An excerpt from that very film was the note on which Sandra Hebron opened her In Conversation interview with Jonas, along with British film director Mike Figgis, that evening. Again, I won’t dwell on this as, segueing neatly from this appraisal, the next post will be a report on that event by our own expert writer and curator, Alex Davidson, also of the BFI.

JM walk 2

Back in the Learning Space, we closed the walk-through with the students by treating them to some introductory short films by Jonas (although not without some technical hitches with laptops and projectors – how reliable our cutting edge digital technologies can be!): including silent footage of the streets of Williamsburg, Brooklyn (the area where Jonas first lived in New York, which is now very trendy and expensive to live in but was then dilapidated and occupied by poor immigrant communities) from the very late 1940s and early 1950s (re-edited in 2002) and finally a beatific four minute film of a Hare Krishna parade from 1966 in which the film is sped up to a rapid pace, slowed down and multiple images are layered over one another (all of which was done using the Bolex camera only with no post production, except to add the asynchronous audio).


Our next appointment will be the sold out screening of Lost Lost Lost at BFI Southbank this evening (with a review by Alex Davidson to follow next week) The students and curators will all be there and we’ll be busy reporting on it for those who are not lucky enough to make it! Tomorrow we will be joining Jonas and the students at the Serpentine for an informal chat at which we hope to learn from him some suggestions on how we might work to achieve our own diaristic films.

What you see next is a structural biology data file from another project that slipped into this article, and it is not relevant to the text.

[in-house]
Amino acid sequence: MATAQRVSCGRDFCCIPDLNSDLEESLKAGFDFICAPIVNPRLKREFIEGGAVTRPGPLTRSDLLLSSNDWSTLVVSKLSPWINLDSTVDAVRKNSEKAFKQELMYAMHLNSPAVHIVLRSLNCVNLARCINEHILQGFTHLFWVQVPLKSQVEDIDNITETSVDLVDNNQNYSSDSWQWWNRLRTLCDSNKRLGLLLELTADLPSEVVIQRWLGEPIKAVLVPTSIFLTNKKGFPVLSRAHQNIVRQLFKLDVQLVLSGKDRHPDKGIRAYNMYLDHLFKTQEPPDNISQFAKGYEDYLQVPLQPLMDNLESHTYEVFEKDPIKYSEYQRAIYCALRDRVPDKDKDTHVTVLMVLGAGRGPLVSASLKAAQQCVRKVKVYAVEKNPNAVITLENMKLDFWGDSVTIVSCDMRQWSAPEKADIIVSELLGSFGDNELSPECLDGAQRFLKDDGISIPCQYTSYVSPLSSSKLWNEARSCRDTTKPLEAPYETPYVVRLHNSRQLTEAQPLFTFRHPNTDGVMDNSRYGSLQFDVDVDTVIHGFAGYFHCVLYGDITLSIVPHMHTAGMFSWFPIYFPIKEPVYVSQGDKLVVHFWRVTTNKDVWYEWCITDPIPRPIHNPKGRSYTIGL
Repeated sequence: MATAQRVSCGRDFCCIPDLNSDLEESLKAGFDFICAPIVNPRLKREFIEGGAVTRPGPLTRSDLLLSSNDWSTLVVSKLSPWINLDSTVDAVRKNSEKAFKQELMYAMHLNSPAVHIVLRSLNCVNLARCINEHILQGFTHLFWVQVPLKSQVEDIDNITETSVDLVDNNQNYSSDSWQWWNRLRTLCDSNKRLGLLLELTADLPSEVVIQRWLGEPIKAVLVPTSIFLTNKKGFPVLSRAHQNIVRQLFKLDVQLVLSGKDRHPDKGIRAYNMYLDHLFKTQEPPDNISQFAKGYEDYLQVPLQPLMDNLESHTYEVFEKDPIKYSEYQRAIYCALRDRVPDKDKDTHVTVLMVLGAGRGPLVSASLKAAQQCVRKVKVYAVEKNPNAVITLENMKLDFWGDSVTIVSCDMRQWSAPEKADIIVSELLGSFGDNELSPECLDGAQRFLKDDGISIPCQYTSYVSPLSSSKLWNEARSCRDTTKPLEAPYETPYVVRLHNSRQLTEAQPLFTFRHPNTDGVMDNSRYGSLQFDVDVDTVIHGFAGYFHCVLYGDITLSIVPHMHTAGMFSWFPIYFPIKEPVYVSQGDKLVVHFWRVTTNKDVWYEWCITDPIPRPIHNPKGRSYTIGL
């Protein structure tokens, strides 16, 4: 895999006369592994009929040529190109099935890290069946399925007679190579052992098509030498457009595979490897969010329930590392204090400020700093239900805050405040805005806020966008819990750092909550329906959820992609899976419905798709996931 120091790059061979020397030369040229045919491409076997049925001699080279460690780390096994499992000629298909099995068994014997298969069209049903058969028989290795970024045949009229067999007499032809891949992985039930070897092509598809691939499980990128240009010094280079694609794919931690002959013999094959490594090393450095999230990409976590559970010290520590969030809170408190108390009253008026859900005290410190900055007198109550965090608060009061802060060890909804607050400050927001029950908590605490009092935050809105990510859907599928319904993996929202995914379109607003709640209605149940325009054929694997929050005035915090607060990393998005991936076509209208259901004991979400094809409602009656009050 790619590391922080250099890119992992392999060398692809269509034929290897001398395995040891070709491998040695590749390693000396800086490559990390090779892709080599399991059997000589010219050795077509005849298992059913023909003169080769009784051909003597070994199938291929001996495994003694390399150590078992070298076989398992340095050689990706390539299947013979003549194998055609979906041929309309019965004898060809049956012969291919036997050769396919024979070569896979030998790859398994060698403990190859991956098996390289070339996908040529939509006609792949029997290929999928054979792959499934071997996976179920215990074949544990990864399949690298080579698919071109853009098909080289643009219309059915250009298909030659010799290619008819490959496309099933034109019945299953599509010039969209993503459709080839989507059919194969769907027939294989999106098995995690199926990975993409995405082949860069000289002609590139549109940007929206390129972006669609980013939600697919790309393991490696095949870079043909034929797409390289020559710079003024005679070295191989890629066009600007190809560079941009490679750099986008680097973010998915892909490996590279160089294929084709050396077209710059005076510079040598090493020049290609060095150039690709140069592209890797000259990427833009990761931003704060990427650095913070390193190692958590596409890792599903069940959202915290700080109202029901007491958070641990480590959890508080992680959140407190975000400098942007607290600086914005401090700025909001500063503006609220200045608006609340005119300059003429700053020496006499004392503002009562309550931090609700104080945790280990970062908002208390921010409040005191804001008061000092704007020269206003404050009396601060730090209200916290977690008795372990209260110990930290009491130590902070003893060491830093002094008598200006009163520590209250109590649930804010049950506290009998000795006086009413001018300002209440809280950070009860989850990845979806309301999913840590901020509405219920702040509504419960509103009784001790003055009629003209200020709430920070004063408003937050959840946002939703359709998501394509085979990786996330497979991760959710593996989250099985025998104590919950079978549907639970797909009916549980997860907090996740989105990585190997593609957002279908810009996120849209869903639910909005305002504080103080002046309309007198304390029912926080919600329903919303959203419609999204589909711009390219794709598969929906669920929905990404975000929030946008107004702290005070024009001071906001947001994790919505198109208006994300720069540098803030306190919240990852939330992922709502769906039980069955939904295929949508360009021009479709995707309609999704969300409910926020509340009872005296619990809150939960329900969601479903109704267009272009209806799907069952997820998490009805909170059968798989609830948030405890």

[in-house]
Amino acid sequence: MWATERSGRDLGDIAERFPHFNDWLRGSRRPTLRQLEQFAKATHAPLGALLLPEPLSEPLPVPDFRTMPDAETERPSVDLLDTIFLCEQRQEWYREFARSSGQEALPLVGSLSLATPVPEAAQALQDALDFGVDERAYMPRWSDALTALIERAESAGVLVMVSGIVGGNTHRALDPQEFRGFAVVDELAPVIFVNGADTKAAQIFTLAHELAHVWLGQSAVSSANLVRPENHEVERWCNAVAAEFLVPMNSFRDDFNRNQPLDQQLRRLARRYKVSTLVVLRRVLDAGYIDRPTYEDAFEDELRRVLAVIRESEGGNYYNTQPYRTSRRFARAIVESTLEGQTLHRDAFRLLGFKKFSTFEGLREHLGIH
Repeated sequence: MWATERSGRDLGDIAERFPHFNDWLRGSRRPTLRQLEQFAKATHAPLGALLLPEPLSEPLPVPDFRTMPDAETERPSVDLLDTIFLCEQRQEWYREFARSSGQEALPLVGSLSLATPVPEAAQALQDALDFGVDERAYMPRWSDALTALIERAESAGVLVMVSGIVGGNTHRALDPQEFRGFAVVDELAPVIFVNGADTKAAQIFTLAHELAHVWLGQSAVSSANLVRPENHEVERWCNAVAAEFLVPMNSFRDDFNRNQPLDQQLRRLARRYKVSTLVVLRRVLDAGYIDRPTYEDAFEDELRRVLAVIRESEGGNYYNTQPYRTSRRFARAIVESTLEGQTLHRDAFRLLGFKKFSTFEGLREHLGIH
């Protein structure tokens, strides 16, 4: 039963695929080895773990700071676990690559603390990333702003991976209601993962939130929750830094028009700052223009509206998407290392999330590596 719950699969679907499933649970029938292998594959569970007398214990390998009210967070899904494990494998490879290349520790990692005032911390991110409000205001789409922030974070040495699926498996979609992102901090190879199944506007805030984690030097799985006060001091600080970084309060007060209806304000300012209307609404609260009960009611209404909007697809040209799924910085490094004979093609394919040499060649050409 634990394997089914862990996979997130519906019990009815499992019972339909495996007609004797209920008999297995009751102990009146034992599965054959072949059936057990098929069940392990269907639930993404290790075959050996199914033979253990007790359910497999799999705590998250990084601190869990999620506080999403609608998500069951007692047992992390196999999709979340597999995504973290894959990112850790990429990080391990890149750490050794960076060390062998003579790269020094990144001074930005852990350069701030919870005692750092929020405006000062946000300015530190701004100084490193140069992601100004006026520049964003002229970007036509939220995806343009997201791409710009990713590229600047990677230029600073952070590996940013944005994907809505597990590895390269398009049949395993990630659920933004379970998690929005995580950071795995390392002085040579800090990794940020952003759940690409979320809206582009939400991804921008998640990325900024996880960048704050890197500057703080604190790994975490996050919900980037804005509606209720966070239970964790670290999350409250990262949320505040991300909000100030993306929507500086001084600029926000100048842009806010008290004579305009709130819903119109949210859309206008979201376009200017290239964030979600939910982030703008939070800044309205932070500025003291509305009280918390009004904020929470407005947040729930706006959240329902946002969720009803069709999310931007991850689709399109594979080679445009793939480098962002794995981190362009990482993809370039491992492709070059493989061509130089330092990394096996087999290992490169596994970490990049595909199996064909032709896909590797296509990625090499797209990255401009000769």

Until then – stay tuned for further developments folks, they’re coming thick and fast!

Getting set

By Stuart Heaney

Well howdy there, all you friends and budding audiovisual diarists!

We at the Jonas Mekas Diary Film Project are getting really excited as the time draws near when Jonas himself will be with us in London to lead a workshop in diary filmmaking, providing our talented young students with guidance and sage advice gleaned from over 60 years of making handmade independent films and of being an activist, journalist and irrepressible advocate for independent film. Of course that’s not all he’s here for: his visit will coincide with the launch of major retrospectives at BFI Southbank and the Serpentine Gallery – alongside further retrospectives at the Pompidou Centre in Paris and Anthology Film Archives in New York celebrating his amazing 90th birthday – with no sign of anyone stopping him from doing what he loves anytime soon!